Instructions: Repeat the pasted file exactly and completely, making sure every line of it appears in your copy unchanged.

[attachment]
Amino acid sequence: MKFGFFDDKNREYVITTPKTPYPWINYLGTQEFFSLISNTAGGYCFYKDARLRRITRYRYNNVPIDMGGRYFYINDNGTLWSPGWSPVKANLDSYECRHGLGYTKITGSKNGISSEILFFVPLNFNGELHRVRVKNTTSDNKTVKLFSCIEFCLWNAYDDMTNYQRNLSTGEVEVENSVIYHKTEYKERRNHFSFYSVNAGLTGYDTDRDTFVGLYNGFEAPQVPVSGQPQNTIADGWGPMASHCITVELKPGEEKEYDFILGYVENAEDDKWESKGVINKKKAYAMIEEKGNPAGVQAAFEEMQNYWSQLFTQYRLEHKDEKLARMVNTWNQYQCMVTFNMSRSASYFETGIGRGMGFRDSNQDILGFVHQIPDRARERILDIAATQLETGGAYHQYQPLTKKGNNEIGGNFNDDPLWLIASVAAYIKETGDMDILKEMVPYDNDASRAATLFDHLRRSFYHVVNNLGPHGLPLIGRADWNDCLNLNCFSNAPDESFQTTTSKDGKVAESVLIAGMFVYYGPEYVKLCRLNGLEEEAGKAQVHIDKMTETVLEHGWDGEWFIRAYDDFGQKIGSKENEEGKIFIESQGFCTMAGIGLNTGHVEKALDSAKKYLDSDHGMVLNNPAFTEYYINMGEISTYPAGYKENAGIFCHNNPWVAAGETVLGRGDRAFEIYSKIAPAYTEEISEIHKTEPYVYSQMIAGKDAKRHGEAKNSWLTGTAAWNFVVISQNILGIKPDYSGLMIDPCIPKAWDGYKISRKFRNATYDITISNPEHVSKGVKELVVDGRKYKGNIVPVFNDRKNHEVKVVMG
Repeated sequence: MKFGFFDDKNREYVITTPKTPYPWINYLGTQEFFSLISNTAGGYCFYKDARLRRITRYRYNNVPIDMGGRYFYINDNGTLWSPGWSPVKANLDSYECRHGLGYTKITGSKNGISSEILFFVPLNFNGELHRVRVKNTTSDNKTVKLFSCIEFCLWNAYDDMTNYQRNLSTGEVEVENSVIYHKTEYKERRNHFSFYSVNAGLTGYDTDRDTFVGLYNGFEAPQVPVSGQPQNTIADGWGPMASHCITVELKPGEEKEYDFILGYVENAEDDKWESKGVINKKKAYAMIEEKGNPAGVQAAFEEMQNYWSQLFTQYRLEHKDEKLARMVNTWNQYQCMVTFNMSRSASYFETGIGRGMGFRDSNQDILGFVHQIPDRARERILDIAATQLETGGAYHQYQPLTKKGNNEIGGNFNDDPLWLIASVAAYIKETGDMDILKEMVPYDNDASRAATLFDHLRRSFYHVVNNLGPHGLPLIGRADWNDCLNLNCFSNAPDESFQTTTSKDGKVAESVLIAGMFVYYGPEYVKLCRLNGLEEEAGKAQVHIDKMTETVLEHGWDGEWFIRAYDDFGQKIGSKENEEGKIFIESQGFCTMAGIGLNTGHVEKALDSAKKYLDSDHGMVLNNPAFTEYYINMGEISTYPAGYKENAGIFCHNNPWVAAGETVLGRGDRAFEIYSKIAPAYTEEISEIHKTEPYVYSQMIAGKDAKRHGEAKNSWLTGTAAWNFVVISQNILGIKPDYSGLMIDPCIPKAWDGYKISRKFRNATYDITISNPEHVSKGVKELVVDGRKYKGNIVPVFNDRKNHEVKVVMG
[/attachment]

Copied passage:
Amino acid sequence: MKFGFFDDKNREYVITTPKTPYPWINYLGTQEFFSLISNTAGGYCFYKDARLRRITRYRYNNVPIDMGGRYFYINDNGTLWSPGWSPVKANLDSYECRHGLGYTKITGSKNGISSEILFFVPLNFNGELHRVRVKNTTSDNKTVKLFSCIEFCLWNAYDDMTNYQRNLSTGEVEVENSVIYHKTEYKERRNHFSFYSVNAGLTGYDTDRDTFVGLYNGFEAPQVPVSGQPQNTIADGWGPMASHCITVELKPGEEKEYDFILGYVENAEDDKWESKGVINKKKAYAMIEEKGNPAGVQAAFEEMQNYWSQLFTQYRLEHKDEKLARMVNTWNQYQCMVTFNMSRSASYFETGIGRGMGFRDSNQDILGFVHQIPDRARERILDIAATQLETGGAYHQYQPLTKKGNNEIGGNFNDDPLWLIASVAAYIKETGDMDILKEMVPYDNDASRAATLFDHLRRSFYHVVNNLGPHGLPLIGRADWNDCLNLNCFSNAPDESFQTTTSKDGKVAESVLIAGMFVYYGPEYVKLCRLNGLEEEAGKAQVHIDKMTETVLEHGWDGEWFIRAYDDFGQKIGSKENEEGKIFIESQGFCTMAGIGLNTGHVEKALDSAKKYLDSDHGMVLNNPAFTEYYINMGEISTYPAGYKENAGIFCHNNPWVAAGETVLGRGDRAFEIYSKIAPAYTEEISEIHKTEPYVYSQMIAGKDAKRHGEAKNSWLTGTAAWNFVVISQNILGIKPDYSGLMIDPCIPKAWDGYKISRKFRNATYDITISNPEHVSKGVKELVVDGRKYKGNIVPVFNDRKNHEVKVVMG
Repeated sequence: MKFGFFDDKNREYVITTPKTPYPWINYLGTQEFFSLISNTAGGYCFYKDARLRRITRYRYNNVPIDMGGRYFYINDNGTLWSPGWSPVKANLDSYECRHGLGYTKITGSKNGISSEILFFVPLNFNGELHRVRVKNTTSDNKTVKLFSCIEFCLWNAYDDMTNYQRNLSTGEVEVENSVIYHKTEYKERRNHFSFYSVNAGLTGYDTDRDTFVGLYNGFEAPQVPVSGQPQNTIADGWGPMASHCITVELKPGEEKEYDFILGYVENAEDDKWESKGVINKKKAYAMIEEKGNPAGVQAAFEEMQNYWSQLFTQYRLEHKDEKLARMVNTWNQYQCMVTFNMSRSASYFETGIGRGMGFRDSNQDILGFVHQIPDRARERILDIAATQLETGGAYHQYQPLTKKGNNEIGGNFNDDPLWLIASVAAYIKETGDMDILKEMVPYDNDASRAATLFDHLRRSFYHVVNNLGPHGLPLIGRADWNDCLNLNCFSNAPDESFQTTTSKDGKVAESVLIAGMFVYYGPEYVKLCRLNGLEEEAGKAQVHIDKMTETVLEHGWDGEWFIRAYDDFGQKIGSKENEEGKIFIESQGFCTMAGIGLNTGHVEKALDSAKKYLDSDHGMVLNNPAFTEYYINMGEISTYPAGYKENAGIFCHNNPWVAAGETVLGRGDRAFEIYSKIAPAYTEEISEIHKTEPYVYSQMIAGKDAKRHGEAKNSWLTGTAAWNFVVISQNILGIKPDYSGLMIDPCIPKAWDGYKISRKFRNATYDITISNPEHVSKGVKELVVDGRKYKGNIVPVFNDRKNHEVKVVMG